CAPE CANAVERAL, Florida (AP) – 50,000 years later, a comet is returning our way.
According to NASA, the dirty snowball was last visited during the time of Neanderthals. It will come within 26 million miles (42 million kilometers) of Earth on Wednesday and will accelerate away again, unlikely to return for millions of years.
So, look up, contrary to the name of the killer comet movie: “Don’t Look Up.”
Discovered less than a year ago, this harmless green comet can be seen with binoculars and small telescopes in the northern night sky and possibly the unaided eye in the darkest corners of the Northern Hemisphere.
Expected to light up by the end of January as it approaches and rises above the horizon, it’s best seen in the pre-dawn hours. By February 10 will be close to Mars, which is a good turning point. Skywatchers in the Southern Hemisphere will have to wait for a moment next month.
Although many comets have graced the sky over the past year, NASA’s comet and asteroid tracking guru said, “this one is probably a little larger and therefore looks a little brighter and comes a little closer to Earth’s orbit.” Paul Chodas.
Green from all carbon in the gas cloud or coma surrounding the core, this long-period comet was discovered by astronomers last March using the Zwicky Transient Facility, a wide-field camera at Caltech’s Palomar Observatory.
That explains its official, cumbersome name: comet C/2022 E3 (ZTF).
On Wednesday, it will swing between the orbits of Earth and Mars at a relative speed of 128,500 mph (207,000 kilometers). Its core is thought to be about a mile (1.6 kilometers) in diameter, with tails extending millions of miles (kilometers).
The comet is not expected to be as bright as Neowise in 2020 or the Hale-Bopp and Hyakutake in the mid-1990s.
But “it will be bright thanks to its close pass to Earth, allowing scientists to do more experiments and the public to see a beautiful comet,” University of Hawaii astronomer Karen Meech said in an email.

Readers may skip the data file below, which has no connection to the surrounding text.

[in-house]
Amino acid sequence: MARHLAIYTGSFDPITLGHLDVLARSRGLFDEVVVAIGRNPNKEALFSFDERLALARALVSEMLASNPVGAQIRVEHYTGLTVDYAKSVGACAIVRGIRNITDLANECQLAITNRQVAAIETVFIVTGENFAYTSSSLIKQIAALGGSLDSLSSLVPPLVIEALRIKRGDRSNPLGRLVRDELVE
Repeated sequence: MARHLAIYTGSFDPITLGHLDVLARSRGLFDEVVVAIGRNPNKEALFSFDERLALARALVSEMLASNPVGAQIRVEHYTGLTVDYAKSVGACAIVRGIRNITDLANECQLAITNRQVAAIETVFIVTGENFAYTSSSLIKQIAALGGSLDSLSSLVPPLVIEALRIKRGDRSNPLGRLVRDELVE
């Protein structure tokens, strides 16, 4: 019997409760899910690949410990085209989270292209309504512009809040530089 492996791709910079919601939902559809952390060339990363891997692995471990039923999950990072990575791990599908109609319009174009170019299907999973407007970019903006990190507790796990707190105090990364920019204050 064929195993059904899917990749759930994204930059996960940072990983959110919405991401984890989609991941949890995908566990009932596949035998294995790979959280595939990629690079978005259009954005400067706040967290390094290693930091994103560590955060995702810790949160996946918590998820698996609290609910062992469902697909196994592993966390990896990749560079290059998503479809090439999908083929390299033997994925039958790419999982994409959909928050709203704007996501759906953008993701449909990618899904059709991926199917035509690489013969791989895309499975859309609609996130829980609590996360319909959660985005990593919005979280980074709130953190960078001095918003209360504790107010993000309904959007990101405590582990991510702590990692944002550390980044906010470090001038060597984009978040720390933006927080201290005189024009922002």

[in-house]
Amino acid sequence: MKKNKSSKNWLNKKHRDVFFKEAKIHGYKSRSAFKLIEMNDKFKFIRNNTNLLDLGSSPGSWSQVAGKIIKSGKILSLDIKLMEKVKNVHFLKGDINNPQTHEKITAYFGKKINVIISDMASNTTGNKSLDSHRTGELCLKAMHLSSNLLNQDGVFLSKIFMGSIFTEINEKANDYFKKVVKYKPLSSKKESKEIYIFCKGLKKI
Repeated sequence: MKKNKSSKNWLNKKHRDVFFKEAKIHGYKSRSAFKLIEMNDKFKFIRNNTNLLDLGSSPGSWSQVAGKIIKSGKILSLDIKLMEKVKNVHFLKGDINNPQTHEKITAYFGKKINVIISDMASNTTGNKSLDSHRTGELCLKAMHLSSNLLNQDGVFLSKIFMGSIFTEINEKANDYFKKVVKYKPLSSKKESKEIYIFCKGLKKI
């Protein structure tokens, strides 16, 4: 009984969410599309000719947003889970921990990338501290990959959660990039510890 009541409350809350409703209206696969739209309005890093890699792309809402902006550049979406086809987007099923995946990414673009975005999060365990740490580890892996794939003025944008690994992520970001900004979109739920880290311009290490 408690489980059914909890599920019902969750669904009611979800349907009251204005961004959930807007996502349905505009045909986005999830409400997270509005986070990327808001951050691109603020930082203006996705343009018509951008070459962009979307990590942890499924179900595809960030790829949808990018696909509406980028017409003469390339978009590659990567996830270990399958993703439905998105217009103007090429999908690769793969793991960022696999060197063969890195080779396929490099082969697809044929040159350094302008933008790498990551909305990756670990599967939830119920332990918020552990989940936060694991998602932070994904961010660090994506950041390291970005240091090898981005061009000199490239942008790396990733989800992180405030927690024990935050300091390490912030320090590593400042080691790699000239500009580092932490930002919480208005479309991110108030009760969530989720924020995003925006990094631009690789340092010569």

Scientists rely on orbital calculations that place the comet’s last spin in the solar system’s planetary neighborhood 50,000 years ago.
Chodas, director of the Center for Near-Earth Objects Studies at NASA’s Jet Propulsion Laboratory in California, said they don’t even know how close it got to Earth or whether it was seen by Neanderthals.
But when it comes back, it’s harder to judge.
Each time the comet circles the sun and planets, their gravitational pull changes the ice ball’s path slightly, resulting in major course changes over time. Another wild card: jets of dust and gas emanating from the comet as it heats up near the Sun.
“We don’t know exactly how far they pushed this comet,” Chodas said.
A time capsule from the solar system that arose 4.5 billion years ago, the comet came from what is known as the Oort Cloud, far beyond Pluto. This deep-freezing paradise for comets is believed to extend more than a quarter of the way to the next star.
Although comet ZTF originated in our solar system, we can’t be sure it will stay there, Chodas said. He added that if he leaves the solar system, he will never return.
If you miss it, don’t worry.
“In the comet business, you wait for the next one because there are dozens of them,” Chodas said. “And the next one might be bigger, it might be brighter, it might be closer.”
The Associated Press Department of Health and Science has support from the Howard Hughes Medical Institute’s Science and Education Media Group. AP is solely responsible for all content.
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